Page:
Acceptance of Yoga in sport is now completely mainstream, which is good but shows extremes that need exposing,
Take at look at the link here:-
Now take a look at this one:-
Slightly different arent they? The first is Californian in origin, linked closely to one of the larger internet bike shops that you will know and love, or know and hate depending on whether you spend hours advising clients on your shop floor for them to then go and buy online and not from your business. The postures are in the difficult range in the main, other than the Plough (halasana) which is 6th down the list, whilst Im happy for her doing a one handed handstand, the postures here are far off anything suitable for new practitioners, and who knows why they are shown here as introductory, never try and do the plough wearing a helmet though please, please dont.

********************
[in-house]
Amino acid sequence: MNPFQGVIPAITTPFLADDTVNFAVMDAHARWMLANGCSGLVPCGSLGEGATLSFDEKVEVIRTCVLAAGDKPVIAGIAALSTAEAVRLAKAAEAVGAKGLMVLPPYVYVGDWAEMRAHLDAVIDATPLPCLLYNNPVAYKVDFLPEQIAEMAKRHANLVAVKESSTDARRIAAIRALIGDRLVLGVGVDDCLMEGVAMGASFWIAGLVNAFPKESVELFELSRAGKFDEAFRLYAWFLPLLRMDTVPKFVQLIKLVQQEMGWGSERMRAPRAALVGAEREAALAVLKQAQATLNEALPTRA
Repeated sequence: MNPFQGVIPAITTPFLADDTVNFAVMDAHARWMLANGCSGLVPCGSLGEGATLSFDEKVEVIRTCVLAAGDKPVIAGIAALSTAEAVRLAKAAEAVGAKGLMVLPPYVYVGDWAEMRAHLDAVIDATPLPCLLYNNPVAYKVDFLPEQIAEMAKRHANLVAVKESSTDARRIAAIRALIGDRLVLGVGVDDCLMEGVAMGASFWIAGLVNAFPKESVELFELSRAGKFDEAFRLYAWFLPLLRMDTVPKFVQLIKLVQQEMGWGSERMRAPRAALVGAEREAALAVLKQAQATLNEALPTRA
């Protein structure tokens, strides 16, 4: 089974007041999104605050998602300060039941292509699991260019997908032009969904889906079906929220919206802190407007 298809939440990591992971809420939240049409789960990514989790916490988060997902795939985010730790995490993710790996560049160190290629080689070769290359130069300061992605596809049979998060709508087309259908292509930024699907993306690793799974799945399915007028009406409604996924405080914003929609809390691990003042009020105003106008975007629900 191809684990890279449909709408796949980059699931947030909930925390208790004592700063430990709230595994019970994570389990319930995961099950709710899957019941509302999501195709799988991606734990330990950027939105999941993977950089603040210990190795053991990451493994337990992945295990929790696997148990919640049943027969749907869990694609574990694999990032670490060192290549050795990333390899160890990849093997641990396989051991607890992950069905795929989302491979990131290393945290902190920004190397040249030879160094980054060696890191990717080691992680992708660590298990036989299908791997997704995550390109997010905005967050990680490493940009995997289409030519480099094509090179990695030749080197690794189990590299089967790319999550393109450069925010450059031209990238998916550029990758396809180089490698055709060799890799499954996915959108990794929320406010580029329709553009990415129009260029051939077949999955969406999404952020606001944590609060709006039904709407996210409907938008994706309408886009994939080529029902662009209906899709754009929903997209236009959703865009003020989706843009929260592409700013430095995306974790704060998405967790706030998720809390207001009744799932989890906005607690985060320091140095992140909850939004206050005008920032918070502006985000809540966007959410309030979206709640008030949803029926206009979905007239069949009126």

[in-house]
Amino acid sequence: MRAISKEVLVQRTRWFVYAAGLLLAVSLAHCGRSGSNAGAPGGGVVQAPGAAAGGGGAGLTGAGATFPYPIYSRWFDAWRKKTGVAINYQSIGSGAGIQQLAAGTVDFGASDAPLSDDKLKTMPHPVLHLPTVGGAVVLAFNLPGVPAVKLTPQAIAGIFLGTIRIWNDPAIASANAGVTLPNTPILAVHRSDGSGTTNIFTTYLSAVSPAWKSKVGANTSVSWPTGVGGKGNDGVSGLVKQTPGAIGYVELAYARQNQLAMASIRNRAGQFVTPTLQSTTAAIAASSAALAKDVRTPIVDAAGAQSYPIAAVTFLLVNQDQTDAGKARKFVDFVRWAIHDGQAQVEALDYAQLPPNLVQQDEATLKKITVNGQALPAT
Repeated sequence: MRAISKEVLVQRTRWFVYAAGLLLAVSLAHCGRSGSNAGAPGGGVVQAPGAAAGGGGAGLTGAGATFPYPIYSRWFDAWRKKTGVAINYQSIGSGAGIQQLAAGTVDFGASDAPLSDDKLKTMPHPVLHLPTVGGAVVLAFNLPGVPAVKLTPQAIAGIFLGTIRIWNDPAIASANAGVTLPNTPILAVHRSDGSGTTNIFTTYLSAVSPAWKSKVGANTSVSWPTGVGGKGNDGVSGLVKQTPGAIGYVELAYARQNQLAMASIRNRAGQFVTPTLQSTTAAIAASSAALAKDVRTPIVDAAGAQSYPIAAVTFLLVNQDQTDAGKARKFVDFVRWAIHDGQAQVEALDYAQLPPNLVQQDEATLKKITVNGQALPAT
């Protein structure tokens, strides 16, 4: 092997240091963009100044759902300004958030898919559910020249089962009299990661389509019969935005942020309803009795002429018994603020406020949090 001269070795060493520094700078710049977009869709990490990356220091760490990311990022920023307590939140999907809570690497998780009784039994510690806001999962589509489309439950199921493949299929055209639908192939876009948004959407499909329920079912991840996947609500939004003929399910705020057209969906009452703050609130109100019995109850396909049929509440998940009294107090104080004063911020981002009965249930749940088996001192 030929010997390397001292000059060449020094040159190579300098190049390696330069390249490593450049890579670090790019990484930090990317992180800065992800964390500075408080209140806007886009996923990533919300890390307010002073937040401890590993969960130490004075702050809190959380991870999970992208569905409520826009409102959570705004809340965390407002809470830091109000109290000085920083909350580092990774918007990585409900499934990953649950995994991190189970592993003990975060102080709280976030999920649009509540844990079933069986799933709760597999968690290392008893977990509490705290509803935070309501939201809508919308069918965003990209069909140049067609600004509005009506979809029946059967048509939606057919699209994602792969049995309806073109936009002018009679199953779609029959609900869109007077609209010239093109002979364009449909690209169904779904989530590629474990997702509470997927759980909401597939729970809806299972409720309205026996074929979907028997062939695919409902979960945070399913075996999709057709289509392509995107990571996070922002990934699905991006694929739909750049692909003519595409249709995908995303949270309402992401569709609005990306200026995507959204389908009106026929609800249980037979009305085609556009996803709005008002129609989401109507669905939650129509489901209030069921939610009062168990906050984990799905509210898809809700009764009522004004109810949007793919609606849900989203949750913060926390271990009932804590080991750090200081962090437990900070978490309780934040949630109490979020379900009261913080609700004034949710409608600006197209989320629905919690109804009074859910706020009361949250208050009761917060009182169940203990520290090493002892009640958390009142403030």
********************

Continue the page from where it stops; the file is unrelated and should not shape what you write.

The second very recent link is also from U.S.of A in Pennsylvania. Here we have a gent who has good racing background, outlining 7 postures that are manageable for newer practitioners. Words provided are useful and informative, rather than being a simple show of ‘look what I can do’ in effect. Not sure whether either of these examples of media show people that are qualified teachers, which brings up another question, who qualifies teachers? If you want to know more about that I advise reading Broads book ‘the Science of Yoga’.
All Im observing here is that mediation of Yoga is very different from the practice, the practice that will unlock the benefits that are listed in media, if you practice. Learning how to move into and maintain postures, co-ordinated with the Breath is the key to a balanced, flexible future. Finding a teacher who can show you this, who also has a lifetime of ‘Miles in the legs’ on bikes is the way forward, you never know it might even be me.